“The roster of authors is beyond impressive,” gushes BookSlut. “It’s a heck of a great idea and Walker and Glenn have assembled a really terrific collection of writers to participate,” seconds UnBeige. “It’s a fantastic idea on so many levels — as a creative experiment, sociological commentary, examination of mythmaking,” adds Bookninja. And Flux-Rad makes a terrific point: “Simply, the Significant Objects Project is talented writers giving stories to items found at thrift stores. The more complex and interesting result, naturally, is that all of these wonderful little pieces of Americana that have become someone else’s trash get another chance at life and purpose.”
“This is a creative exercise designers can try — take an everyday object from your office and imagine a history for it,” suggests How Magazine. Others also see Significant Objects as a creative exercise. Core77 notes: “The stories are too short even to be called short stories — a few paragraphs each — but paired with the almost- but not-quite-kitschy thrift store finds, they take on a sort of meditative quality. Peering into each image and trying to imagine its history in the way these authors do is a strangely satisfying act. And what’s better, after reading a few, we’re tempted to start looking at other objects in the same way.” And the science fiction blog io9 wonders whether our stories might “represent an interesting kink in the alternative history genre.”
Our project wasn’t intended as a creative exercise for the participants, but it certainly does function that way. Another unintended consequence: by posting dozens (eventually, we hope, 100) of original stories to a single website — and to eBay — we’ve become publishers of new fiction. “Like a Salvation Army staffed by brilliant writers, Significant Objects has created a new kind of online journal — publishing and selling on eBay,” insists the publishing blog GalleyCat. We’ll give the last word on this particular topic, for now, to PSFK: “While the objects themselves might be worthless, the stories are bound to be worth every cent.”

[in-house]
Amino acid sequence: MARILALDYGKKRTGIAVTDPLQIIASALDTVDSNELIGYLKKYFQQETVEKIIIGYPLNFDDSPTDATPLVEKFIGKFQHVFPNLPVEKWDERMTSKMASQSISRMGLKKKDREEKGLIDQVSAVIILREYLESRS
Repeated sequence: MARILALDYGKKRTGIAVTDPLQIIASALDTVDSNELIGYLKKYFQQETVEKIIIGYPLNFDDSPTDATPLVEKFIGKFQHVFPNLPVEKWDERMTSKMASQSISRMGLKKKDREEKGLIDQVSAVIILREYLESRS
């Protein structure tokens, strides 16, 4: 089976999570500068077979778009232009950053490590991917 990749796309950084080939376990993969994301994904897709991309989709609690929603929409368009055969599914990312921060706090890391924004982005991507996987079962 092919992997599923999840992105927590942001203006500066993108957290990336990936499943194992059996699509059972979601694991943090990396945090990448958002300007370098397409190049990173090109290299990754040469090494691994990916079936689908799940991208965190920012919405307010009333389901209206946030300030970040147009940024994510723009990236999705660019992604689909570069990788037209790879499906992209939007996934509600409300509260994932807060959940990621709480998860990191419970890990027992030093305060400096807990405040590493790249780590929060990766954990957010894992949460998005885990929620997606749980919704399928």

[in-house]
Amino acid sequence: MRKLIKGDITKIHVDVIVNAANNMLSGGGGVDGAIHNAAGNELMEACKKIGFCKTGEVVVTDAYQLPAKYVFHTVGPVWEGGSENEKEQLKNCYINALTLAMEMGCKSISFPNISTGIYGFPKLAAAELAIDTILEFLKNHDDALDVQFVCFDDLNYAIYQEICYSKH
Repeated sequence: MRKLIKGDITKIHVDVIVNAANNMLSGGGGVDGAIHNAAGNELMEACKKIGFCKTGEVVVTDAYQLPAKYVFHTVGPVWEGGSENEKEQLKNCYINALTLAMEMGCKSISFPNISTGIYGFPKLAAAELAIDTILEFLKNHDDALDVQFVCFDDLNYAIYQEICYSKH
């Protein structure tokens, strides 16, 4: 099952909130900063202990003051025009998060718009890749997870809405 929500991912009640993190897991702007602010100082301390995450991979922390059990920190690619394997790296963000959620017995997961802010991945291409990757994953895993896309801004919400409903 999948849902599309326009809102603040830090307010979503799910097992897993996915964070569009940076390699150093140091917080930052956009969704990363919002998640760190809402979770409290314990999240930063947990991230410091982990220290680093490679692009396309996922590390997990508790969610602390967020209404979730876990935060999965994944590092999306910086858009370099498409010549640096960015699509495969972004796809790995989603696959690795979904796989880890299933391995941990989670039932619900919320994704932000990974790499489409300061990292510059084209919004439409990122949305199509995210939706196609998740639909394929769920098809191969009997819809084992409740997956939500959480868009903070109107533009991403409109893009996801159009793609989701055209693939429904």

Perhaps my favorite take on the literary aspects of the project so far comes from Lydia Netzer, of Examiner.com. She writes:
How difficult would it be for an author to sell a short story on eBay, without the object attached? Especially a story given in full, which a potential buyer could immediately read online or print out for him/herself? Pretty difficult. Yet here is a story, connected to an old button found at a thrift store, that’s selling for the price of three paperbacks. Remember, we are in a time when even books are seen as archaic, where people download cheap digital versions of novels, and fiction is readily available all over the internet in a bazillion online magazines. Maybe what this buyer is actually purchasing is a feeling of ownership that escapes the average reader of a Kindle download or a mass market paperback. This reader will possess the button, and therefore possess the story, in a way that no one else will or can. Like an illustrated text, before the printing press was invented, there is a real sense of exclusivity to this type of writing — it can only truly be owned by one person.
Now that’s a revolutionary publishing model.